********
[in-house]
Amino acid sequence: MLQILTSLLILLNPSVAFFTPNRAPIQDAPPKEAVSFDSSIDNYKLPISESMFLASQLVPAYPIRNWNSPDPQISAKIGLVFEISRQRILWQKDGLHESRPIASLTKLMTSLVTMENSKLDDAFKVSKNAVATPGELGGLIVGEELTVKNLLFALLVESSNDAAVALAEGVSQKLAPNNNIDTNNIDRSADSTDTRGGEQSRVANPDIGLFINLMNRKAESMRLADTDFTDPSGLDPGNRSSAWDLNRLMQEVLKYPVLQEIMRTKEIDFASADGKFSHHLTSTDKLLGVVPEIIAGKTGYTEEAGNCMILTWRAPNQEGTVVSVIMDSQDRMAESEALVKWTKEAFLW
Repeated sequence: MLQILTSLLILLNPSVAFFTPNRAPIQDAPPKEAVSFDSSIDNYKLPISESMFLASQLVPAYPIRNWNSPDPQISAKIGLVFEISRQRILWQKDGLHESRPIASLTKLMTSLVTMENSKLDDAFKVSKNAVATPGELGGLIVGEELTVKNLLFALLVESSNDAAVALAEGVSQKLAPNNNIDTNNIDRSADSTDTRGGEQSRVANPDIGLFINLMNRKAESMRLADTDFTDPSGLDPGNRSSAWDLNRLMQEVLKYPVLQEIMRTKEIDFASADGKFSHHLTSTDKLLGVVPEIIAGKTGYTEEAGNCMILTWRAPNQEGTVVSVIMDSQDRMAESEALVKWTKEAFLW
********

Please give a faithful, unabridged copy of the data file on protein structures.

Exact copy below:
[in-house]
Amino acid sequence: MLQILTSLLILLNPSVAFFTPNRAPIQDAPPKEAVSFDSSIDNYKLPISESMFLASQLVPAYPIRNWNSPDPQISAKIGLVFEISRQRILWQKDGLHESRPIASLTKLMTSLVTMENSKLDDAFKVSKNAVATPGELGGLIVGEELTVKNLLFALLVESSNDAAVALAEGVSQKLAPNNNIDTNNIDRSADSTDTRGGEQSRVANPDIGLFINLMNRKAESMRLADTDFTDPSGLDPGNRSSAWDLNRLMQEVLKYPVLQEIMRTKEIDFASADGKFSHHLTSTDKLLGVVPEIIAGKTGYTEEAGNCMILTWRAPNQEGTVVSVIMDSQDRMAESEALVKWTKEAFLW
Repeated sequence: MLQILTSLLILLNPSVAFFTPNRAPIQDAPPKEAVSFDSSIDNYKLPISESMFLASQLVPAYPIRNWNSPDPQISAKIGLVFEISRQRILWQKDGLHESRPIASLTKLMTSLVTMENSKLDDAFKVSKNAVATPGELGGLIVGEELTVKNLLFALLVESSNDAAVALAEGVSQKLAPNNNIDTNNIDRSADSTDTRGGEQSRVANPDIGLFINLMNRKAESMRLADTDFTDPSGLDPGNRSSAWDLNRLMQEVLKYPVLQEIMRTKEIDFASADGKFSHHLTSTDKLLGVVPEIIAGKTGYTEEAGNCMILTWRAPNQEGTVVSVIMDSQDRMAESEALVKWTKEAFLW